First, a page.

On a recent trip to the Nike outlet store in Little Rock, a man and his sons were spotted at the register purchasing more than 20 pairs of shoes. Other customers waiting in line carried only one or two boxes. Although they could have been outfitting a particularly large family, the group was more than likely part of the growing community of online sneaker resellers.
Most people likely are familiar with the process of selling old belongings on websites like Amazon or eBay, but the secondary sneaker market has outgrown virtual marketplaces. Sneaker collectors, known as sneakerheads, have carved out an entire industry in buying limited release shoes in bulk and immediately selling them online for hundreds of dollars in profit. The global athletic shoe industry, consisting of retail giants like Nike and Adidas, was worth more than $100 billion in 2019. The secondary market was estimated to be $2 billion the same year, according to the investment banking firm Cowen. That number could go up to $6 billion by 2025 as more people around the world turn to secondhand sales to buy the best sneakers.
The global phenomenon also has roots in Arkansas. Kian Miller, 41, is a digital marketer from Little Rock who runs the popular Instagram account, LRKicksonDeck, which has more than 21,000 followers. The account is designed to “show love to the little people” by spotlighting little-known sneaker accounts and giving their collections exposure. Miller has featured collectors from across the world including Australia, German and China, and the hashtag #LRKicksonDeck has been used more than 214,000 times. Miller calls himself an “OG” in the sneaker world, and he has been collecting and selling shoes since the mid-1990s.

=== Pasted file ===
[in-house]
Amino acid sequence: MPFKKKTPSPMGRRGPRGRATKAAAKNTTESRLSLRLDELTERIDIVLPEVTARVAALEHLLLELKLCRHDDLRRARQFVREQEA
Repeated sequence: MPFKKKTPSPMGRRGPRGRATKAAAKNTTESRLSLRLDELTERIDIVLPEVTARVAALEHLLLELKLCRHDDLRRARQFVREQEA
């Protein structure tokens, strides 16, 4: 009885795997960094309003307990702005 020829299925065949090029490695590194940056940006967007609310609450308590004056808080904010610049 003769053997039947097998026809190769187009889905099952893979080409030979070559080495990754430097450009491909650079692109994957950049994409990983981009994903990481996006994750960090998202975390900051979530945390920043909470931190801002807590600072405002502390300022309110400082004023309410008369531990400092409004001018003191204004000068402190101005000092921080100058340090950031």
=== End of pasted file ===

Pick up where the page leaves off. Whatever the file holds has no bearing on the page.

“I started my collection years ago, before all of the hype,” Miller said. “Early in the sneaker game, from ’95 to 2001, it was based on a bartering system. It was all about ‘I missed the shoe, I want the shoe.’ So you’d trade three shoes for one or two shoes for one.”
The trade-based market was simple, but the internet eventually offered a new and more efficient way to get the latest sneaker. This next phase of sneaker reselling based around eBay was more “economical,” according to Miller. Rather than trading, interested customers could buy the shoes outright or use eBay’s bidding system to purchase shoes. The prices, even for the more high-end sneakers, generally stayed below $300.
The secondary sneaker market now revolves around what are known as “hype shoes.” These sneakers are generally collaborations between the major brands and celebrities that receive limited releases. Generally sold online, these shoes completely sell out within minutes, and as soon as buyers receive their confirmation email, they list the sneakers for sale online for a higher price. Some resellers even program bots to electronically buy dozens of shoes before a person could have typed in their shipping address. This frenzy to buy coveted shoes also forces casual sneakerheads into the reselling game. Buyers have to purchase other sneakers that they do not want and sell them to make back the money to afford the increased prices.